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The fight over George Stephanopoulos giving $75,000 to the Clinton Foundation, explained

George Stephanopoulos.
George Stephanopoulos.
Brendan Hoffman/Getty Images
Andrew Prokop is a senior politics correspondent at Vox, covering the White House, elections, and political scandals and investigations. He’s worked at Vox since the site’s launch in 2014, and before that, he worked as a research assistant at the New Yorker’s Washington, DC, bureau.
  1. George Stephanopoulos of ABC donated $75,000 to the Clinton Foundation between 2012 and 2014, according to a report by Politico's Dylan Byers.
  2. Stephanopoulos has covered Hillary Clinton's presidential campaign and various controversies over the Clinton Foundation on air without disclosing those donations.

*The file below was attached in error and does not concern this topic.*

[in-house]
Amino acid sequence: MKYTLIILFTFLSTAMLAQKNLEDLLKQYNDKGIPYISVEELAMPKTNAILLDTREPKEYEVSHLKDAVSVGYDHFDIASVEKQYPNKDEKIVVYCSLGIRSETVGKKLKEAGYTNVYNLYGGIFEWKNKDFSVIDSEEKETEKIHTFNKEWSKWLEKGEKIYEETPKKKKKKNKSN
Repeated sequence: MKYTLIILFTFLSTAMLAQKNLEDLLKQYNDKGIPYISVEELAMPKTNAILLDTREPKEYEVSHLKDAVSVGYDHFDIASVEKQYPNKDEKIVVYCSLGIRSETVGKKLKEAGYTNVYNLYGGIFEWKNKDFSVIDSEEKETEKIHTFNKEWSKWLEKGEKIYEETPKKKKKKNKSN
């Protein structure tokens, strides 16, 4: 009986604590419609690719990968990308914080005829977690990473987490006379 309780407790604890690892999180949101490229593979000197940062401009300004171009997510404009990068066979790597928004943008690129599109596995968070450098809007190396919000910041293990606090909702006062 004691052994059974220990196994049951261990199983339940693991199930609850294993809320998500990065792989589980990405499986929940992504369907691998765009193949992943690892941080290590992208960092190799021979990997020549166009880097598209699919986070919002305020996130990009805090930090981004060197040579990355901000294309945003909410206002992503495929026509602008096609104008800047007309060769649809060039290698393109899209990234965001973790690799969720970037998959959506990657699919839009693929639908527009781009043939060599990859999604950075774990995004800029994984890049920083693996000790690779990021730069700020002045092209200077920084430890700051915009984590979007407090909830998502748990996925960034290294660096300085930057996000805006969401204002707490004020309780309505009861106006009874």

3. In a statement, Stephanopoulos said that the donations were for "global AIDS prevention and deforestation, causes I care about deeply," but apologized for not previously disclosing them. ABC News is also standing by Stephanopoulos, Byers says.
  4. Stephanopoulos has a long and complicated history with the Clintons that includes working in the Clinton White House, but subsequently writing a tell-all book that infuriated the administration.

How Stephanopoulos went from a Democratic aide to a news anchor

George Stephanopoulos has an odd career track for a news anchor on a mainstream network — because he started his career in the world of Democratic politics. Working as an aide in the House of Representatives and on campaigns, he had a meteoric rise. He became Bill Clinton's first White House communications director at the age of 31.